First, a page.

In terms of developing a project, Mr. Janku said often the owner may not reside on the property, and they may not be as interested or aware of the impact of moving the trees.  He asked if there was anyway staff could include, in the original project, replacement trees as part of the plan (unless someone strenuously resists).   He wondered if the City could obtain easements for tree replacements as part of the process and include it unless otherwise directed.  Mr. Patterson said it does create problems when the person living at the home does not necessarily own the property.  He said staff is limited to dealing with the property owner for property rights and the uses of it.  Mr. Patterson noted quite frequently the City will have to pay for the trees because the owner would rather have the compensation, but there is always an offer for replacement.   He explained many times two and three trees are offered for one as part of the easement negotiation.   He said it is somewhat difficult when dealing with a property owner to justify publicly that the City is going to pay $400 for a tree, and then winds up going back to plant another in its place.  Mr. Patterson said that is part of the compensation for damages when a property has to be condemned or appraisals have to be made.  Mr. Patterson said staff is more than willing to do whatever the Council would like as far as preparing alternative designs and landscaping.  He said there are some limits on how the City can deal with property owners and tenants of an area.
    Mr. Janku said one of the things the landscaping ordinance is based on is the public benefits of trees.  He thought the Council could make the same argument, that the public benefit of tree replacement is preferable regardless of the decision of the landowner.  Mr. Patterson said that can be done.   He said the City can even condemn easements for planting if that is what the Council wishes to do.
    Ms. Coble said she has spoken with folks in regards to the project on Coats Street -- where there had been a pairing of replacement trees from the street and storm water work, and then additional trees from Water and Light really enhanced the entire project.   Mr. Patterson said that is essentially what he is talking about in this instance.   Ms. Coble said projects of this kind can enhance the activities within a neighborhood association.  She said a long-awaited street project, and repairs of that sort do bring a new level of focus.  Ms. Coble observed that sometimes it is awkward when that kind of work has not been done before.  She thought it had been compounded in this one instance by the number of property owners that do not live in the area.   With North Garth being one of the historic gateways to the City, Ms. Coble thought it is very important that trees are replaced.  She fully trusted that would happen.
    Mr. Janku noted a program to be offered in St. Louis primarily directed to landlords.  He said it involves how to deal with housing conservation, problem tenants, etc.  He suggested that the staff check into it to see if it might be something that could be developed in Columbia.   Mayor Hindman said he had received a notice today from the Apartment Owners Association, and they have put together a meeting very similar to what Mr. Janku was referring to.   He told Mr. Janku he would get a copy to him.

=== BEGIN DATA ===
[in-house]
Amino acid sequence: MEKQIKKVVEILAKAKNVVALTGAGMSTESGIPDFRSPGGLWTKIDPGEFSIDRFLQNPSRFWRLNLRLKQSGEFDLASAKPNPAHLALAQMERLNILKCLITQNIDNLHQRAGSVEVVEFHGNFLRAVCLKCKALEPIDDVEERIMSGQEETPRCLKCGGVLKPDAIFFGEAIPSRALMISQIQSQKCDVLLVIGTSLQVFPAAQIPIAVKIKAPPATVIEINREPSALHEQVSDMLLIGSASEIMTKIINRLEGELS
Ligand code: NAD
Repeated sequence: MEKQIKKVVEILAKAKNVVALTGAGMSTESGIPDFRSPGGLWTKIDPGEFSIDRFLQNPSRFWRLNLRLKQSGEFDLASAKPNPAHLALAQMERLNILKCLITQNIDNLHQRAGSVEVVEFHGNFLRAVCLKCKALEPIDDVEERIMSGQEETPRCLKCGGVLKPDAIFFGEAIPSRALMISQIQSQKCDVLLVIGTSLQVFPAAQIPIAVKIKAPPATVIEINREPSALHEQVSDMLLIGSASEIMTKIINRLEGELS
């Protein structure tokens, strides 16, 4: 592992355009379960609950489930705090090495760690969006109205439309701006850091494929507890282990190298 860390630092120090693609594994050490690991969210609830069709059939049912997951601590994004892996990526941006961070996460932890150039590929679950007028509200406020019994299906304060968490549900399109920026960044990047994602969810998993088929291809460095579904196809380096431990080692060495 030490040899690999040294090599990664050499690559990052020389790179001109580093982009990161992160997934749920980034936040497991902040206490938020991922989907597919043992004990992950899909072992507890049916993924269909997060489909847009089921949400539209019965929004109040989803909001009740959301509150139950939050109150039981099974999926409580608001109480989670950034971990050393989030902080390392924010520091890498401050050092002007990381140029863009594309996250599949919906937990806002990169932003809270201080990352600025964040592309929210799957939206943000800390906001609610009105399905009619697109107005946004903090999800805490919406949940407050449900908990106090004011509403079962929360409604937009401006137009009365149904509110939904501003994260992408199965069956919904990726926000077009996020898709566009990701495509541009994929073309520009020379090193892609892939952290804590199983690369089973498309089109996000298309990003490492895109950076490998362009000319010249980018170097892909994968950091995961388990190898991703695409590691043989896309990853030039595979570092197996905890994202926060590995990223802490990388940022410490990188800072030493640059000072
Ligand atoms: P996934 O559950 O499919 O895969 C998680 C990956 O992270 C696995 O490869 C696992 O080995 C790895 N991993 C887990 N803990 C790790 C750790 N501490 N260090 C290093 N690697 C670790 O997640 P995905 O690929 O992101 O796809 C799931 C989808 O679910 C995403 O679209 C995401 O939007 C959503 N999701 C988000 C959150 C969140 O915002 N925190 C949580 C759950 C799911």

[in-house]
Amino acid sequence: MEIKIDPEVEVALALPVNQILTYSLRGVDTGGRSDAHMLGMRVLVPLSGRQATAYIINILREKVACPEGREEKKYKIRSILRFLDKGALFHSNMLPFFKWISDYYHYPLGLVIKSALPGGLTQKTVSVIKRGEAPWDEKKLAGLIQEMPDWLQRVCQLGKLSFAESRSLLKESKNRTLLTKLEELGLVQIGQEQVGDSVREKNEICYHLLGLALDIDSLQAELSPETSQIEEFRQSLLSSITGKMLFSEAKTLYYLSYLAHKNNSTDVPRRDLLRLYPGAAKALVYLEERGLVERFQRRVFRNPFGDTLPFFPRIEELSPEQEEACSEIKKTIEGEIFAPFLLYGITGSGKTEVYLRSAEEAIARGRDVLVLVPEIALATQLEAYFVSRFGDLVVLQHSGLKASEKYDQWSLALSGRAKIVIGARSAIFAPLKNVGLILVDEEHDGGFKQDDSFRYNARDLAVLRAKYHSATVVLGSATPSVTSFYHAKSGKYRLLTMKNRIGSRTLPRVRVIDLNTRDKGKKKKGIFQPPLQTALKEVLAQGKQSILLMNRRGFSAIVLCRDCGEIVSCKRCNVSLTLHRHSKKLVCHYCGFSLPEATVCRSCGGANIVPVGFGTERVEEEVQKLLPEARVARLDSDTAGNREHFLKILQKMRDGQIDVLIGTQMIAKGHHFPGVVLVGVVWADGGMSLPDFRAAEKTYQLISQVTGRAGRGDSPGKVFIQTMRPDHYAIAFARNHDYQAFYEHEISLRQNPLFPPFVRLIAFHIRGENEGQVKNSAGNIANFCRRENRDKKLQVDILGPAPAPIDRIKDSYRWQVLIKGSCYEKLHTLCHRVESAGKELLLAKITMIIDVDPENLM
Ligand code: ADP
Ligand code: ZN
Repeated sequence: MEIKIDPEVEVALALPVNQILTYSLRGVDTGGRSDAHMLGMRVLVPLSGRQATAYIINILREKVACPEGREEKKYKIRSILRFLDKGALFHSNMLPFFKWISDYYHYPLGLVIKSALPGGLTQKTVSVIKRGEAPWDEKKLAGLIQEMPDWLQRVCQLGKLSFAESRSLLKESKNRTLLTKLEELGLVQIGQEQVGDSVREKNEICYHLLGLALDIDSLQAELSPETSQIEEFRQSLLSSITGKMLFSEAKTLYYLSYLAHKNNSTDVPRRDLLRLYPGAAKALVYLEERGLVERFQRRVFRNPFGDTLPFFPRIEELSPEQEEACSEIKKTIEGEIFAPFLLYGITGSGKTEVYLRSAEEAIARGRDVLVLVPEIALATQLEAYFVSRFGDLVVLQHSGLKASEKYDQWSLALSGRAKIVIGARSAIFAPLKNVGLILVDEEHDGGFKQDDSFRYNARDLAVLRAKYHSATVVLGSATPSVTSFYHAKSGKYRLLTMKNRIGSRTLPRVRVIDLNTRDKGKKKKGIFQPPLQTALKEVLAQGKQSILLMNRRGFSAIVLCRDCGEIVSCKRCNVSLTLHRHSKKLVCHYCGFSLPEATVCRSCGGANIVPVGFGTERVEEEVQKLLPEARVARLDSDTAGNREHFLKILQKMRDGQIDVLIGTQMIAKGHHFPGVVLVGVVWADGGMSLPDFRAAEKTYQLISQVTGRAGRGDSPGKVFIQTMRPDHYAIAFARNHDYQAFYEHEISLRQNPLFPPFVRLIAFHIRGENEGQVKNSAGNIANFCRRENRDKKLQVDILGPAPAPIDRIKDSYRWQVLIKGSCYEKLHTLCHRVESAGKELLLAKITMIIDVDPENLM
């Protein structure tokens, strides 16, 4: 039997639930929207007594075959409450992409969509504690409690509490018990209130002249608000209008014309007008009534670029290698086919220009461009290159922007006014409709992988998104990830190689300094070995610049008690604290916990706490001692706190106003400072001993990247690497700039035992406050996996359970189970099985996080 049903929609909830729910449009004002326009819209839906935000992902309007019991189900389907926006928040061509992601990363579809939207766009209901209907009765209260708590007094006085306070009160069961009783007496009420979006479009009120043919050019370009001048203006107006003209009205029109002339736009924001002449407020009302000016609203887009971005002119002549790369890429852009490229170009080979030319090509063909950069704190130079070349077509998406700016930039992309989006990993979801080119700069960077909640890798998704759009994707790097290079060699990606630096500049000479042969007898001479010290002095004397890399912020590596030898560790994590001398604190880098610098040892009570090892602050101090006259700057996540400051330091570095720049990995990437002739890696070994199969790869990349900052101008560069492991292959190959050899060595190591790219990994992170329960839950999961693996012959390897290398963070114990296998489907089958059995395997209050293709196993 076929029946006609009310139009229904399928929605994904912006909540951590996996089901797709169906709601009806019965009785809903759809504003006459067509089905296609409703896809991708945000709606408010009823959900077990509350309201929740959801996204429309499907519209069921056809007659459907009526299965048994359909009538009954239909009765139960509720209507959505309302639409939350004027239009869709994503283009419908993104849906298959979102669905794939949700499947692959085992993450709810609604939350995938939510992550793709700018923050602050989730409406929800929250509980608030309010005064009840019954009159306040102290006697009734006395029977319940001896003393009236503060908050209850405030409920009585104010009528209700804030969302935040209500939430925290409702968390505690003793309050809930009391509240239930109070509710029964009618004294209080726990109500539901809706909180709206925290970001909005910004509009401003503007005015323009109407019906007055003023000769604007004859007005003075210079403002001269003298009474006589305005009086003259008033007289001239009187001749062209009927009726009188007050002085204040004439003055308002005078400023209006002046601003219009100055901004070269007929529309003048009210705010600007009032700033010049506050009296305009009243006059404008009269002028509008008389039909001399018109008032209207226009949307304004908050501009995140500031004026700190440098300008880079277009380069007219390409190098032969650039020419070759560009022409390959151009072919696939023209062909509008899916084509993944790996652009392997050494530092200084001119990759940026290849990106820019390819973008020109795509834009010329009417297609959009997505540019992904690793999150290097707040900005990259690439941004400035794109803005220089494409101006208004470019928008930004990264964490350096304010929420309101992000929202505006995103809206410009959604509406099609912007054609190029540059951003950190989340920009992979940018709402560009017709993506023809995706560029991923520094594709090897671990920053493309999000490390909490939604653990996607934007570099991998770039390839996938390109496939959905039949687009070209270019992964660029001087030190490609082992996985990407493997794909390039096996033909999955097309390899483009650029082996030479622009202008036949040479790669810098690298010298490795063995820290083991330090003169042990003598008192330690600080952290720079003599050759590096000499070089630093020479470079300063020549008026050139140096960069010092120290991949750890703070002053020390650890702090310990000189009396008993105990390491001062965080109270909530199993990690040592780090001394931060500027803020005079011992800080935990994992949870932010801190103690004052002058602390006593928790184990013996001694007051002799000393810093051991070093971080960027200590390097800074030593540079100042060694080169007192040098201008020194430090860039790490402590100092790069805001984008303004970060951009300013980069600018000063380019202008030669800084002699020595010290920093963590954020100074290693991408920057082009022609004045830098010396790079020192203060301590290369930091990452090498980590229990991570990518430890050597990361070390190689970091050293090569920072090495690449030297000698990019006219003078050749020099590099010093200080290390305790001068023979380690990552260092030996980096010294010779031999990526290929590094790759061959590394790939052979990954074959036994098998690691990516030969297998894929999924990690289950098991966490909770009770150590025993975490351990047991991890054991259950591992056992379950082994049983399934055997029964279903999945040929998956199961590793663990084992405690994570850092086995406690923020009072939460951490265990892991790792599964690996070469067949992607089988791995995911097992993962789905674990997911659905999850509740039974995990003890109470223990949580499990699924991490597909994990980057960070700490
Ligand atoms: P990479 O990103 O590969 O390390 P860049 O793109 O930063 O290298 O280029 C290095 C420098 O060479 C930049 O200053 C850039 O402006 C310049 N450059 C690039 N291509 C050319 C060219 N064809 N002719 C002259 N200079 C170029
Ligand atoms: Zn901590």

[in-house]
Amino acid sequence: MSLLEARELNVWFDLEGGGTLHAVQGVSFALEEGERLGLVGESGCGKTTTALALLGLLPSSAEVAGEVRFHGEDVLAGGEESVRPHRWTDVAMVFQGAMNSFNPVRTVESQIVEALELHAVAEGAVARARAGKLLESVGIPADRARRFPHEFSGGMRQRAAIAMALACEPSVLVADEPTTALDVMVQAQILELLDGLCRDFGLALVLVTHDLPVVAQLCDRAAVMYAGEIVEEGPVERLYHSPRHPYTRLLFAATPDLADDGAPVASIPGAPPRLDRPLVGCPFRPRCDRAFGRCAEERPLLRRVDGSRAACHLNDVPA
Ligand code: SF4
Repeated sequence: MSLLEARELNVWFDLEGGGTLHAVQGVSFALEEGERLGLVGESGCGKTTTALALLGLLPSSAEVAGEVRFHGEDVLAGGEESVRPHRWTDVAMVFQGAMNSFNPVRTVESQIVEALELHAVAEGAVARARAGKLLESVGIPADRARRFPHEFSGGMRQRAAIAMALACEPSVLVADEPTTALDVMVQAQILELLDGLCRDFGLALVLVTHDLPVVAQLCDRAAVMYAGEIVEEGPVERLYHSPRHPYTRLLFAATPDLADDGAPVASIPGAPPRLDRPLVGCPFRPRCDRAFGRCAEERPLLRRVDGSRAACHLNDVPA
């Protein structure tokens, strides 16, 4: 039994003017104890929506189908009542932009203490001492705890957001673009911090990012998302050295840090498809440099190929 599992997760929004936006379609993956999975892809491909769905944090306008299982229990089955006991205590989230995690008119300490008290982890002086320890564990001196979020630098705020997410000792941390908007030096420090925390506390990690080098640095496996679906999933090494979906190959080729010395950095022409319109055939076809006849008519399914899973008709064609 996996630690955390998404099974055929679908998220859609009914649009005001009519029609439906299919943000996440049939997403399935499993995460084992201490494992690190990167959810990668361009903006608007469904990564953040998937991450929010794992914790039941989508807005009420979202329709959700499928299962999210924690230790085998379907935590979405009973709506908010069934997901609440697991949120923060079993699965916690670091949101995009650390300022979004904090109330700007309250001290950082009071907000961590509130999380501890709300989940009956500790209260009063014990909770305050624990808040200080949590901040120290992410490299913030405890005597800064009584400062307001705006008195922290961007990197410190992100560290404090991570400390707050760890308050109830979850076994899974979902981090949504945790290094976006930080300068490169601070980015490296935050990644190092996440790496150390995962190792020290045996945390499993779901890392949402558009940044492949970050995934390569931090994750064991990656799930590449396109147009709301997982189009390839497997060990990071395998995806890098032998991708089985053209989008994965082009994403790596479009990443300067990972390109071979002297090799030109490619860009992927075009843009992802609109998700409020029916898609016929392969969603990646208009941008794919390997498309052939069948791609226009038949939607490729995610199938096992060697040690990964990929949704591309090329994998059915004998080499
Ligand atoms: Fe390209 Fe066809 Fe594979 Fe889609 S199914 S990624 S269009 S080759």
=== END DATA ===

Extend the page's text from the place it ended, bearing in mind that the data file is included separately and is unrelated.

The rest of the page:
During the discussion on the CDBG grants, Mr. Janku said there appears to be a potential situation with either federal law and regulations that could have an adverse impact on the City of Columbia.  For example, even though city agencies like the Food Bank can obtain funds from the City of Columbia, they are ineligible to apply to the state for funds -- even though they provide extensive services outside the City of Columbia in many surrounding counties.  As the major  city in this area, Columbia has many social service agencies that are restricted from applying to the state for funding.  Mr. Janku suggested the question be examined to find out if that is really the case.  If so, he suggested lobbying for some sort of revision to the federal policy.  Mr. Beck said someone had called that to his attention and he has the staff looking into it.
    Audrey Sable, 3800 Mint Julep Drive, asked if the Guitar Mansion (Confederate Hill) is on the National Historic Register.  Mr. Kruse said he is sure it was.
    Henry Lane, 1816 E. Broadway, spoke about the Use Tax and the ballot language.  He is concerned that the ballot language stipulated that some of the funding would be used for Joint Communications, but he had been told that is not the case -- there are no Joint Communications projects planned for the Use Tax.  If that is true, he said the entire second paragraph should be excluded from the language.  Mr. Lane is also concerned about the revenue to be generated from the tax.  He said as far as he could determine, there would not be any revenue coming in until May of 1999.  He said there would only be two quarterly business payments made from January 1 through September 30th, which amounts to around $440,000 based upon an annual estimate of $800,000.
    Mr. Beck said the figures used to calculate revenues that would be collected from the proposed Use Tax are available to the public.  He said the City's goal is to accurately communicate to the community the planned use for the funds.  He said one question that keeps coming up is how many Columbians will be paying the Use Tax.  Mr. Beck stated that the Department of Revenue, the administrator of the program, had reported that 461 individual tax payers in the State of Missouri have filed a state use tax form.  He thought less than $30,000 is collected on a statewide basis.  Mr. Beck explained that those individuals in Columbia would be paying a state use tax to the State Department of Revenue, and the State in turn will refund that amount to the City.
    The meeting adjourned  at 9:45 p.m.

                                                                                          Respectfully submitted,

                                                                                          Penny St. Romaine
                                                                                          City Clerk